The basic ideas are in this quote from "A Cypherpunk's Manifesto" (Eric Hughes, 1993):
Privacy is necessary for an open society in the electronic age. ... We cannot expect governments, corporations, or other large, faceless organizations to grant us privacy ... We must defend our own privacy if we expect to have any. ... Cypherpunks write code. We know that someone has to write software to defend privacy, and ... we're going to write it. ...
Some are or were quite senior people at major hi-tech companies and others are well-known researchers (see list with affiliations below). However, the "punk" part of the name indicates an attitude:
We don't much care if you don't approve of the software we write. We know that software can't be destroyed and that a widely dispersed system can't be shut down.
This is crypto with an attitude, best embodied by the group's moniker: Cypherpunks.
The first mass media discussion of cypherpunks was in a 1993 Wired article by Steven Levy titled "Code Rebels":
The people in this room hope for a world where an individual's informational footprints -- everything from an opinion on abortion to the medical record of an actual abortion -- can be traced only if the individual involved chooses to reveal them; a world where coherent messages shoot around the globe by network and microwave, but intruders and feds trying to pluck them out of the vapor find only gibberish; a world where the tools of prying are transformed into the instruments of privacy.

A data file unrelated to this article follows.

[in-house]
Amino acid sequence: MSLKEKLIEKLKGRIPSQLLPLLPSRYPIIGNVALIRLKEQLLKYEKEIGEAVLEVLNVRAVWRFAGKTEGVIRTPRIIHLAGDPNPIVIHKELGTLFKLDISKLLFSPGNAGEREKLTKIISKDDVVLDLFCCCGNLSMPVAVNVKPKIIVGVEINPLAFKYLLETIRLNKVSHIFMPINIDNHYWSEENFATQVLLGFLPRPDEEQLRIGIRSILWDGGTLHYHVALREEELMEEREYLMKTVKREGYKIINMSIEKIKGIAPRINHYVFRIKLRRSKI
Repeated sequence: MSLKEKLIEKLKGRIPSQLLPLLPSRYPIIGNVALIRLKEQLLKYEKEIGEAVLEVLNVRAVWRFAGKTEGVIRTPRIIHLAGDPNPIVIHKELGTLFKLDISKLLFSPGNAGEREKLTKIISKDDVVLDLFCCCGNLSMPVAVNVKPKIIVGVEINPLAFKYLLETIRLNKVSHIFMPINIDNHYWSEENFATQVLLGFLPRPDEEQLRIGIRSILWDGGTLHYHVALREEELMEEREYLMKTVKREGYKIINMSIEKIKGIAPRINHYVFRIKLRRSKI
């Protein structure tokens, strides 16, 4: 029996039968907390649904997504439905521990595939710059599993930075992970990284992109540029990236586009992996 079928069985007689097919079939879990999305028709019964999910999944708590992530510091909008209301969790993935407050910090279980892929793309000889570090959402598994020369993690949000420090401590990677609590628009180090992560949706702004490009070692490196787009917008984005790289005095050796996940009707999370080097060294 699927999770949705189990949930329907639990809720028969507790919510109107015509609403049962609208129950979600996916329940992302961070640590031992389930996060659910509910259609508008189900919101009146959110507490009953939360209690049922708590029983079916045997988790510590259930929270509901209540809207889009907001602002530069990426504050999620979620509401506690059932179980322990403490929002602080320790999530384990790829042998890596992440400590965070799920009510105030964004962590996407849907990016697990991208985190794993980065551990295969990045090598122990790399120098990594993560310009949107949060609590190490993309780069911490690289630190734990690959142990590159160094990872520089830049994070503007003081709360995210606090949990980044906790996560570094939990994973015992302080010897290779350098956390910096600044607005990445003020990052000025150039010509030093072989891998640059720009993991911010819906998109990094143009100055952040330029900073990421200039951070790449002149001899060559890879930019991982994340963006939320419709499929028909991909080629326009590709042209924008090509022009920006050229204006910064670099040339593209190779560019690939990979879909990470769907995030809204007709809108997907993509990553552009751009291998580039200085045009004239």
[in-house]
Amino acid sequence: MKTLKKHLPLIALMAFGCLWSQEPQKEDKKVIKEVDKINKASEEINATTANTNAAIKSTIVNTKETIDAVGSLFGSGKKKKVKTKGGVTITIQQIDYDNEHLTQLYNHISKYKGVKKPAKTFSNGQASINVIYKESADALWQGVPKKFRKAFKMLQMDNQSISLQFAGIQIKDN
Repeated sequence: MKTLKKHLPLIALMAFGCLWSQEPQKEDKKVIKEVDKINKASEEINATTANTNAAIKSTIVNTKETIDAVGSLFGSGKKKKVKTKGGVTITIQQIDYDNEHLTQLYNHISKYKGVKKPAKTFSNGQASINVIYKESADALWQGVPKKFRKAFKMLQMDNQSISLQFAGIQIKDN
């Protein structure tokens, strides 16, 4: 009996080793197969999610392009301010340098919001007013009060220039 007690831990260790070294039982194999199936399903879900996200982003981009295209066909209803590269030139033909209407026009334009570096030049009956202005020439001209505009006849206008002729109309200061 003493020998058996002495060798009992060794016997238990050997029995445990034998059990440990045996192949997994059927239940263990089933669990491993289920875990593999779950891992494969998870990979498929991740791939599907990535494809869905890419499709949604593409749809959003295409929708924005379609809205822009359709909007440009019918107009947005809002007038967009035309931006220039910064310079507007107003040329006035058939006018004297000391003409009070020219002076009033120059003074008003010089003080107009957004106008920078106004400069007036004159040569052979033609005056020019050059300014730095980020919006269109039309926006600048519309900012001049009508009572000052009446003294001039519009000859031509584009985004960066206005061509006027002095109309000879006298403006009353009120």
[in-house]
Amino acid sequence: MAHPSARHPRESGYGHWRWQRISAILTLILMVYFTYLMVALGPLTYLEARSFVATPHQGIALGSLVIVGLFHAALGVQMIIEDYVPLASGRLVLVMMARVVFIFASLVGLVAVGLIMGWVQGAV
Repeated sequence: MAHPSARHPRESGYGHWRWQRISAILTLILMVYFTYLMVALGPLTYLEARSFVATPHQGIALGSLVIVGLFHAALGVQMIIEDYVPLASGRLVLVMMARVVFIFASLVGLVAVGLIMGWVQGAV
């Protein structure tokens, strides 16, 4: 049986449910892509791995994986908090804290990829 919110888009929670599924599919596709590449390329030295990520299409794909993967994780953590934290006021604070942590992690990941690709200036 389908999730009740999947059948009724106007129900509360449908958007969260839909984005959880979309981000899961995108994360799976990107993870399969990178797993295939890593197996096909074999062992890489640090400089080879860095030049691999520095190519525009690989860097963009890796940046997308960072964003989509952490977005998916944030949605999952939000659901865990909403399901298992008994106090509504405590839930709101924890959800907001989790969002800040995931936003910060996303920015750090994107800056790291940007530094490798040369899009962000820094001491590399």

There is only one way this vision will materialize, and that is by widespread use of cryptography. Is this technologically possible? Definitely. The obstacles are political -- some of the most powerful forces in government are devoted to the control of these tools. In short, there is a war going on between those who would liberate crypto and those who would suppress it. The seemingly innocuous bunch strewn around this conference room represents the vanguard of the pro-crypto forces. Though the battleground seems remote, the stakes are not: The outcome of this struggle may determine the amount of freedom our society will grant us in the 21st century. To the Cypherpunks, freedom is an issue worth some risk.
The three masked men on the cover of that edition of Wired were prominent cypherpunks Tim May, Eric Hughes and John Gilmore.
Later, Levy wrote a book, Crypto: How the Code Rebels Beat the Government – Saving Privacy in the Digital Age, covering the "crypto wars" of the 90s in detail. "Code Rebels" in the title is almost synonymous with "cypherpunks".
The term "cypherpunk" is mildly ambiguous. In most contexts it means anyone advocating cryptography as a tool for social change, social impact and expression. However, it can also be used to mean a participant in the Cypherpunks electronic mailing list described below. The two meanings obviously overlap, but they are by no means synonymous. No concrete definition has ever been defined in terms of the word cypherpunk.
Documents exemplifying cypherpunk ideas include Timothy C. May's "The Crypto Anarchist Manifesto" (1992) and "The Cyphernomicon" (1994),"A Cypherpunk's Manifesto".
Read more about this topic: Cypherpunk
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